You can’t have it all; not every dream is realised. Here’s one I have: I’m walking in the Paris dusk and, as I do the Elvis leg to extinguish a cigarette — in my dreamland, it is the city of d’you-have-a-light? — I notice a bistro glowing in the gloom. The food is good, the wine is better; neither is a fortune. But of course this can never happen, because instead Paris heaves with restaurants that make me wish I’d paid more attention in my French classes, if only so I might more efficiently insult the owners. C’est la vie.
It doesn’t mean I don’t try with Paris; Eurostar beckons, trips are taken and disappointments collected. But I suspect my days of chucking back warm glasses of M&S chenin blanc in the Channel Tunnel are over. What would be the point? Last week I found out Fitzrovia has thoroughly outfoxed the French. Although, let’s be clear, Le Beaujolais off Charing Cross Road has long had their wine bars licked.
64 Goodge Street is a black-fronted bistro, only the brass numbers glinting in the light. The whole thing looks as sleek as a Lincoln limousine. It has about the same proportions inside, too — a long and narrow room, complete with its own partition screen of corrugated glass. The details you’d want are mostly all present and correct: low jazz, walls and leather in Berwick green, floors of oak and terracotta, smart chairs with rattan backs. There are dividing café curtains that in an emergency might double as aprons for the waiters; there is an enormous, carved armoire in which they might hide from especially obnoxious guests.
On the other hand, never has there been a place so in need of tablecloths, and the anachronistic artex ceiling is a baffling choice, ditto the paper doilies. And it’s helpful that the lights are as low as moonlight, so the room feels sexy, because the tables are spaced only about an Amex apart. Still, it is one of those restaurants that could be recommended to anyone, knowing they’d nod appreciatively at its style and gentle glamour, after which you’d knit your fingers behind your head and feel Anna Wintour-ish.
They’d nod appreciatively, too, at the food — though granted all boundaries remain firmly unpushed. This is old-fashioned French stuff, plain and simple. It just happens to have been executed almost flawlessly. It’s there in the gougère that arrives for all on the house, with black truffle all through the centre, so surprisingly light that perhaps the enormous scraggle of shaved comté on top is there to play paperweight. “It’s very Darroze-like,” says my pal, acknowledging the quality. “Whatever,” I say, misty-eyed.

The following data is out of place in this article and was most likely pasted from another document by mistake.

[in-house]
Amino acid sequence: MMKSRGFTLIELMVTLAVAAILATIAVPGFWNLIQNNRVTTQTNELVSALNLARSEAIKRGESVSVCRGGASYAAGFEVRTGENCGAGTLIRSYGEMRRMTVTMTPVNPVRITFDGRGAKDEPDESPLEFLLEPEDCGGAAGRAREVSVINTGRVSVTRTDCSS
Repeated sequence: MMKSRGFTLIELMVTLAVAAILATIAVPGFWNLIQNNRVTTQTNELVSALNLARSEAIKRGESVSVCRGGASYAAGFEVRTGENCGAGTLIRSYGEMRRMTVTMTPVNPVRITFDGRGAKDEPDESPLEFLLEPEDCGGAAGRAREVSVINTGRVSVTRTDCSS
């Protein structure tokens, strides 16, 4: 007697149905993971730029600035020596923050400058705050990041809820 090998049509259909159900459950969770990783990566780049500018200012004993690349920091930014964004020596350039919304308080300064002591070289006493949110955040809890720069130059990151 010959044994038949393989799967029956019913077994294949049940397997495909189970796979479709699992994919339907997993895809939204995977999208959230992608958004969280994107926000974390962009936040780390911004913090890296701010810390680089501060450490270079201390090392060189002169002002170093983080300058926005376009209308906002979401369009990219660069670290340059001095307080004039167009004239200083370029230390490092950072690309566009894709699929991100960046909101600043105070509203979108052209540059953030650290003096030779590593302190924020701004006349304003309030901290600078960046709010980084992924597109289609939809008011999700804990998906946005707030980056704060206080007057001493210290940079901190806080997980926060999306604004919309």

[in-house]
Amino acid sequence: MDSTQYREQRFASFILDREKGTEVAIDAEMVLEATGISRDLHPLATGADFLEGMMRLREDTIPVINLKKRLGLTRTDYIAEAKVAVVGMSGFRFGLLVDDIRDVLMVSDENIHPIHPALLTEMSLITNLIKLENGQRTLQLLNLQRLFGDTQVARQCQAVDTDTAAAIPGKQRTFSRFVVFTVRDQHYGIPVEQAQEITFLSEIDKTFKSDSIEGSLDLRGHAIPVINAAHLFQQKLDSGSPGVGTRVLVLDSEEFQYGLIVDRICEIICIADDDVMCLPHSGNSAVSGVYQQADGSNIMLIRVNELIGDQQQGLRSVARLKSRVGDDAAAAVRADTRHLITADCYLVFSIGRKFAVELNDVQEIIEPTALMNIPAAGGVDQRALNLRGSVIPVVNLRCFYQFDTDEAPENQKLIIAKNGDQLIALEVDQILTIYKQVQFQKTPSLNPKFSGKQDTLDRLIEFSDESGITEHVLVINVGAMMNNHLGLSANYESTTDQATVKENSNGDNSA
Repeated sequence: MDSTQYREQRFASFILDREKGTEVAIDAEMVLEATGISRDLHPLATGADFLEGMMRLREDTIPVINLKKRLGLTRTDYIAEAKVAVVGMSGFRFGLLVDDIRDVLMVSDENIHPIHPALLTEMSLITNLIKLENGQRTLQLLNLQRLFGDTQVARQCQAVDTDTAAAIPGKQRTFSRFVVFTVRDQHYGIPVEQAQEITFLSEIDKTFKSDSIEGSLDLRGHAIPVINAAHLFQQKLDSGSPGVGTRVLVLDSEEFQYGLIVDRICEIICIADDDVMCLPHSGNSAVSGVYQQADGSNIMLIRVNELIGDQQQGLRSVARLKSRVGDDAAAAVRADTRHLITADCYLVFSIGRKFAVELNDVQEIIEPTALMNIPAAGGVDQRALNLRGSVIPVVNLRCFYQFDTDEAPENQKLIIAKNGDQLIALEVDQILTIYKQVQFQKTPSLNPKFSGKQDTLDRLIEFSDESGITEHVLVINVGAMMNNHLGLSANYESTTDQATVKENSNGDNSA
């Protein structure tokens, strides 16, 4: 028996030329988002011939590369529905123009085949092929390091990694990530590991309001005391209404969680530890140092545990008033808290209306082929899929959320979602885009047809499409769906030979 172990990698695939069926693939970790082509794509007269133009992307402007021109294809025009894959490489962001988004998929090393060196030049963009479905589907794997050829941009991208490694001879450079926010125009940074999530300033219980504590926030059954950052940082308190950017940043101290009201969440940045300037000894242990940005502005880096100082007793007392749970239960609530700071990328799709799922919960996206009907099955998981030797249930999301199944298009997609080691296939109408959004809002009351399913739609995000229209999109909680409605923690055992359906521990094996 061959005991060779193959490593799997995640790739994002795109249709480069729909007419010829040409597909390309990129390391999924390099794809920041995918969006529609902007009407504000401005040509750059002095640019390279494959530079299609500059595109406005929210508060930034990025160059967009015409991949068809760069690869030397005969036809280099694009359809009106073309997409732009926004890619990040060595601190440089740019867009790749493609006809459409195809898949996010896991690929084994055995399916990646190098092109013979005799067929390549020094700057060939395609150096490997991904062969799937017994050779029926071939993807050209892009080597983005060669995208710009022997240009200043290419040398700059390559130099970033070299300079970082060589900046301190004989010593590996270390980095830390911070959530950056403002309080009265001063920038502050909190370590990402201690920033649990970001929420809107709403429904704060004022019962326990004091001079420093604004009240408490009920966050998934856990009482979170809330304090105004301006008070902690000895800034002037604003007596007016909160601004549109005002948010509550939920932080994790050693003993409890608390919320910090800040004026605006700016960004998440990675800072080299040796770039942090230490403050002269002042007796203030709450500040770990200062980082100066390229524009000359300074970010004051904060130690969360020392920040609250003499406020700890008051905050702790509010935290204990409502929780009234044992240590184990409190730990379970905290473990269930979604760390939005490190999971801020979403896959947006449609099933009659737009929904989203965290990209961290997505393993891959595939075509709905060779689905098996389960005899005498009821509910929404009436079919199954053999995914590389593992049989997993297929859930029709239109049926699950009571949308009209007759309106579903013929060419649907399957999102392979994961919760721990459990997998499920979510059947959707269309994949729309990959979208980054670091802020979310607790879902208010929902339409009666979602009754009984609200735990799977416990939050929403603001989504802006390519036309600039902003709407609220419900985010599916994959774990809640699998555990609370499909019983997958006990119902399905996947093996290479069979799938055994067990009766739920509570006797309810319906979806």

The Woodhead Restaurant Group, owners here — recognisable from the Quality Chop House and Clipstone — say they’re serving French cooking “from an outsider’s perspective”. That outsider is chef Stuart Andrew, a Woodhead day one-er, with it since 2015. He strikes me as an especially attentive outsider, and a deft one too.
Bons bons balanced on egg cups came teeming with bacon and snails diced as to be indistinguishable from each other, a clever touch that’s good for prissy sorts suspicious of l’escargot. Pillowy scallops with caramel tops played brightly against the earth of lentils and by-design richness of a beurre blanc. Richness — or what’s more unkindly called heaviness — could be a concern here, but the short menu still has its options. A starlingly bright salad niçoise humbly dropped tuna in favour of rabbit, at which point I began to drift off into thoughts of sunlit picnics and bottles of white Burgundy.
Granted, said drift didn’t require an enormous stretch, given the carafe beside me (chablis from Moreau Naudet). The wine list, 64 says, “does have a focus on Burgundy”, which sounds oddly like an admission of guilt for a line that could be (correctly) read as “we only have the good stuff”. Woodhead co-founder is Will Lander, son of master of wine Jancis Robinson. Evidently, the grape doesn’t fall far from the vine.
When what could be London’s finest lobster arrived, swimming through a sauce Américaine, there were soon considerations of selling the flat and moving into the wardrobe with the waiters. In an otherwise unblemished meal, and despite its accompanying, triumphant Lyonnaise sausage, only squab pigeon coated in a bloody, bitingly salty sauce and made too sticky with a suspected fig gave us a moment of pause. That is, until we considered the presumed rent on the armoire. This is not a cheap place. Even without a full bottle or coffees, and just a single scoop of ice cream for pudding, the bill smartly skipped past the £200 mark. So I found my dream, I just can’t afford it. You can’t have it all. Mais bien sur.
64 Goodge Street, W1T 4NF. Meal for two including drinks and service, about £220. Open Monday to Saturday, noon–2.30pm and 6pm–around midnight (last booking 9.45pm); 64goodgestreet.co.uk